EDITOR’S NOTE: Information for this story was gathered from interviews conducted throughout the Missouri General Assembly’s 2016 legislative session, which ran from January to mid-May.
JEFFERSON CITY — Zachary Wyatt-Gomez, 31, a former Missouri representative and openly gay Republican, is an ideological harbinger—a man whose own life story mirrors the morphing philosophy of his seemingly fractured party.
But Wyatt’s experience also highlights a growing divide within the GOP, an uneasy coalition straining to establish some form of consensus between its business-minded and socially conservative wings.
It’s a divide that served as tinder for this spring’s religious liberty showdown in the Missouri General Assembly.
Senate Joint Resolution 39, a Republican-sponsored religious liberty constitutional amendment, was first presented as a way to protect the socially conservative beliefs and practices of ordinary citizens from overbearing government oversight.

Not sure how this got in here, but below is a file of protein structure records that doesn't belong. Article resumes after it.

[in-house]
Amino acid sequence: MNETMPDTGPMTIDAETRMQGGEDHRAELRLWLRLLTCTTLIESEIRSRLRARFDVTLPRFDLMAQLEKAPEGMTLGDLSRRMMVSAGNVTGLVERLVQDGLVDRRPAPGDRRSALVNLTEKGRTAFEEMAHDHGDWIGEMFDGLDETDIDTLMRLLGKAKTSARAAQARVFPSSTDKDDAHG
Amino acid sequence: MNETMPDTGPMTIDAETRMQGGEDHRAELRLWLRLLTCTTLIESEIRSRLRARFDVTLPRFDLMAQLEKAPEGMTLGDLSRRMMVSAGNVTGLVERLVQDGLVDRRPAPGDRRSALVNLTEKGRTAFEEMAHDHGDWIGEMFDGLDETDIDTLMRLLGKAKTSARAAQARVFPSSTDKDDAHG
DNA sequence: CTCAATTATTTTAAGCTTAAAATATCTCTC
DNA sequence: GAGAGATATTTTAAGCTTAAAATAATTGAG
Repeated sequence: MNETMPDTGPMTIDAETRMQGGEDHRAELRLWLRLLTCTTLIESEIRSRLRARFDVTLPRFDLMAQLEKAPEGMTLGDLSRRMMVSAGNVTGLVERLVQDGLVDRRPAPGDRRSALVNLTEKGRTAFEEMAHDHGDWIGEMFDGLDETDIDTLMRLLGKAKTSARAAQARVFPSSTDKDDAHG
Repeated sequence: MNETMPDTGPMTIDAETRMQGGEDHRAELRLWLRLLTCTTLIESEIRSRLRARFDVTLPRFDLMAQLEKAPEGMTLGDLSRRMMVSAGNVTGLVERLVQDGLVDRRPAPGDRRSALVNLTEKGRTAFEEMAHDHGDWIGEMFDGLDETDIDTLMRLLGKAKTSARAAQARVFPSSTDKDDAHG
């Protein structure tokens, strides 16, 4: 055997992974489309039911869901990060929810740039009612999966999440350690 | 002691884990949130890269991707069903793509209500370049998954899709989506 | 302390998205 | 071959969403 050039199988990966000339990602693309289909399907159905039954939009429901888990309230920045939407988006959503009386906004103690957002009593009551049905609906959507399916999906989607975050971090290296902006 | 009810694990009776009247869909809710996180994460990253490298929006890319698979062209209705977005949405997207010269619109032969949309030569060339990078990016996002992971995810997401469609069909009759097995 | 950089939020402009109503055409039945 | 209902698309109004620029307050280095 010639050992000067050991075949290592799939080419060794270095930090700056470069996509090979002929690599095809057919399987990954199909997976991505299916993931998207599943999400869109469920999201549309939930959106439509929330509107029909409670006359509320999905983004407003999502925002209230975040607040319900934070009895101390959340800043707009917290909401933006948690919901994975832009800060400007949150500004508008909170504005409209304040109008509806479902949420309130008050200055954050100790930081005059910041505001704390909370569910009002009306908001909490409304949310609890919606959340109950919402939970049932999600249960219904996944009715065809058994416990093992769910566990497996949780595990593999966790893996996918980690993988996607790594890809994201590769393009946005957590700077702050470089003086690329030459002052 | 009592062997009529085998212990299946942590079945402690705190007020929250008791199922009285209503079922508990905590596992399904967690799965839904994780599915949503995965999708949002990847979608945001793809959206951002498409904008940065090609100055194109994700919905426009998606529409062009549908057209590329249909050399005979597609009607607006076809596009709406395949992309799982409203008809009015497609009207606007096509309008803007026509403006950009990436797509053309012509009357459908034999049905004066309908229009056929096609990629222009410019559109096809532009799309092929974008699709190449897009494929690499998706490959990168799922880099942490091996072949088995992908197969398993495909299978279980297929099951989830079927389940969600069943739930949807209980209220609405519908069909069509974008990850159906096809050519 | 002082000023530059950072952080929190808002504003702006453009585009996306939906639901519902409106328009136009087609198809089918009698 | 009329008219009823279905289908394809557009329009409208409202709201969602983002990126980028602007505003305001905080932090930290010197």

Opponents argued the resolution would legalize discrimination.
Specifically, SJR 39 would have allowed some wedding-related businesses to refuse service to same-sex couples based on a “sincere religious belief.”
After passing the state Senate, the resolution was defeated in a House committee on April 27.
SJR 39 needed a simple majority to pass the committee and continue its journey to the House floor. The vote was 6-6.